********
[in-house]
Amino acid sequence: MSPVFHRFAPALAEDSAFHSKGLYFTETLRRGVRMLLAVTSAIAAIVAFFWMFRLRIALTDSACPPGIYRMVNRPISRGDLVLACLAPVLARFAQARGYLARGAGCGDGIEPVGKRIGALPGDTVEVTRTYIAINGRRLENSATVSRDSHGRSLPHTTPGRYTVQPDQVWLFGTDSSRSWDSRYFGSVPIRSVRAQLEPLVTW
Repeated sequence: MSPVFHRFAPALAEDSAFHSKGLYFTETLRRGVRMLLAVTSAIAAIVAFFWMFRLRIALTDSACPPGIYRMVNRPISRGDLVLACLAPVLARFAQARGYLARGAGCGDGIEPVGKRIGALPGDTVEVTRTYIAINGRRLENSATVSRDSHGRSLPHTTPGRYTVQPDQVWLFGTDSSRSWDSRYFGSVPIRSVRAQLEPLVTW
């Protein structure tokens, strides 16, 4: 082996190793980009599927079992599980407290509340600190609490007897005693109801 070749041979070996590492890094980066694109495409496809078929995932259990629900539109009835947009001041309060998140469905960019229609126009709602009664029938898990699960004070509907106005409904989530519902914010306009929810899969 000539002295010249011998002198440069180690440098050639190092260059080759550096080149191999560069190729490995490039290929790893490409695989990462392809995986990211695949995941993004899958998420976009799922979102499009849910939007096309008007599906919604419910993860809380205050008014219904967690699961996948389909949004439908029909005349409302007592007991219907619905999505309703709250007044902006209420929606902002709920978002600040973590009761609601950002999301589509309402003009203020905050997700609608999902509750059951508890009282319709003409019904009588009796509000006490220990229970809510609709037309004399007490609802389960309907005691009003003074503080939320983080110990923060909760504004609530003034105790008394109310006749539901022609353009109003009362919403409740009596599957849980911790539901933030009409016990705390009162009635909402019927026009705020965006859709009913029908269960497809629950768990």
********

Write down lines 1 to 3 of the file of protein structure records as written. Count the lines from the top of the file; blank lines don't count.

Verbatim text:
[in-house]
Amino acid sequence: MSPVFHRFAPALAEDSAFHSKGLYFTETLRRGVRMLLAVTSAIAAIVAFFWMFRLRIALTDSACPPGIYRMVNRPISRGDLVLACLAPVLARFAQARGYLARGAGCGDGIEPVGKRIGALPGDTVEVTRTYIAINGRRLENSATVSRDSHGRSLPHTTPGRYTVQPDQVWLFGTDSSRSWDSRYFGSVPIRSVRAQLEPLVTW
Repeated sequence: MSPVFHRFAPALAEDSAFHSKGLYFTETLRRGVRMLLAVTSAIAAIVAFFWMFRLRIALTDSACPPGIYRMVNRPISRGDLVLACLAPVLARFAQARGYLARGAGCGDGIEPVGKRIGALPGDTVEVTRTYIAINGRRLENSATVSRDSHGRSLPHTTPGRYTVQPDQVWLFGTDSSRSWDSRYFGSVPIRSVRAQLEPLVTW